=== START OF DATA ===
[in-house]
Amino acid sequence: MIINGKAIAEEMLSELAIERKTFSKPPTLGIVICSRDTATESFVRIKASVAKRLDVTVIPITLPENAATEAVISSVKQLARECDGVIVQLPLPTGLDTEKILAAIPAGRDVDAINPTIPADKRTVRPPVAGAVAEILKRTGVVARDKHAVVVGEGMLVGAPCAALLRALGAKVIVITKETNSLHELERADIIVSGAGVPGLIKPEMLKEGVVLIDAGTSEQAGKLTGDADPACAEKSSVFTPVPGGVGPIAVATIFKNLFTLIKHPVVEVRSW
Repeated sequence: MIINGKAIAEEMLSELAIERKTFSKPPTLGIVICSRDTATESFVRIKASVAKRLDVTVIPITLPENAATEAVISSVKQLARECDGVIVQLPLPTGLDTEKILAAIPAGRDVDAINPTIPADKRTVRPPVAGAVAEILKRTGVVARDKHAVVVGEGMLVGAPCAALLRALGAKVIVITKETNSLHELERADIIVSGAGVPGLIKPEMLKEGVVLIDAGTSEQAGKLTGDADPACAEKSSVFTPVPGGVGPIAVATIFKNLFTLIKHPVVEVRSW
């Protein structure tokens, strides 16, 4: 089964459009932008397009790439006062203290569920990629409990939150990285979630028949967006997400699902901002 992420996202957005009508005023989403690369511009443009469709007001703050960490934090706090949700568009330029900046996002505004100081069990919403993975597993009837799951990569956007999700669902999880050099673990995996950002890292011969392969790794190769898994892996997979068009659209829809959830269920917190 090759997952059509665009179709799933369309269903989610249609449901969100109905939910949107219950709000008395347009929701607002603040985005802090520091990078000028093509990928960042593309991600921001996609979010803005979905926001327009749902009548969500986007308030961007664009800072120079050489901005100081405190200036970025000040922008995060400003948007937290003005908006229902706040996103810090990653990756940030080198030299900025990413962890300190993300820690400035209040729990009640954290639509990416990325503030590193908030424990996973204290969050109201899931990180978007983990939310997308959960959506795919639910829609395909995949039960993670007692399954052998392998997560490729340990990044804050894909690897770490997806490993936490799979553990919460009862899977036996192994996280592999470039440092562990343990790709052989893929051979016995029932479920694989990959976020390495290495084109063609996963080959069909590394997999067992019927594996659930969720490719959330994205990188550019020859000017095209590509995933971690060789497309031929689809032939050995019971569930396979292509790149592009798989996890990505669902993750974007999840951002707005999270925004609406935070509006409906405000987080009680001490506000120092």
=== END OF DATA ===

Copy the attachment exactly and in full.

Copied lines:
[in-house]
Amino acid sequence: MIINGKAIAEEMLSELAIERKTFSKPPTLGIVICSRDTATESFVRIKASVAKRLDVTVIPITLPENAATEAVISSVKQLARECDGVIVQLPLPTGLDTEKILAAIPAGRDVDAINPTIPADKRTVRPPVAGAVAEILKRTGVVARDKHAVVVGEGMLVGAPCAALLRALGAKVIVITKETNSLHELERADIIVSGAGVPGLIKPEMLKEGVVLIDAGTSEQAGKLTGDADPACAEKSSVFTPVPGGVGPIAVATIFKNLFTLIKHPVVEVRSW
Repeated sequence: MIINGKAIAEEMLSELAIERKTFSKPPTLGIVICSRDTATESFVRIKASVAKRLDVTVIPITLPENAATEAVISSVKQLARECDGVIVQLPLPTGLDTEKILAAIPAGRDVDAINPTIPADKRTVRPPVAGAVAEILKRTGVVARDKHAVVVGEGMLVGAPCAALLRALGAKVIVITKETNSLHELERADIIVSGAGVPGLIKPEMLKEGVVLIDAGTSEQAGKLTGDADPACAEKSSVFTPVPGGVGPIAVATIFKNLFTLIKHPVVEVRSW
């Protein structure tokens, strides 16, 4: 089964459009932008397009790439006062203290569920990629409990939150990285979630028949967006997400699902901002 992420996202957005009508005023989403690369511009443009469709007001703050960490934090706090949700568009330029900046996002505004100081069990919403993975597993009837799951990569956007999700669902999880050099673990995996950002890292011969392969790794190769898994892996997979068009659209829809959830269920917190 090759997952059509665009179709799933369309269903989610249609449901969100109905939910949107219950709000008395347009929701607002603040985005802090520091990078000028093509990928960042593309991600921001996609979010803005979905926001327009749902009548969500986007308030961007664009800072120079050489901005100081405190200036970025000040922008995060400003948007937290003005908006229902706040996103810090990653990756940030080198030299900025990413962890300190993300820690400035209040729990009640954290639509990416990325503030590193908030424990996973204290969050109201899931990180978007983990939310997308959960959506795919639910829609395909995949039960993670007692399954052998392998997560490729340990990044804050894909690897770490997806490993936490799979553990919460009862899977036996192994996280592999470039440092562990343990790709052989893929051979016995029932479920694989990959976020390495290495084109063609996963080959069909590394997999067992019927594996659930969720490719959330994205990188550019020859000017095209590509995933971690060789497309031929689809032939050995019971569930396979292509790149592009798989996890990505669902993750974007999840951002707005999270925004609406935070509006409906405000987080009680001490506000120092």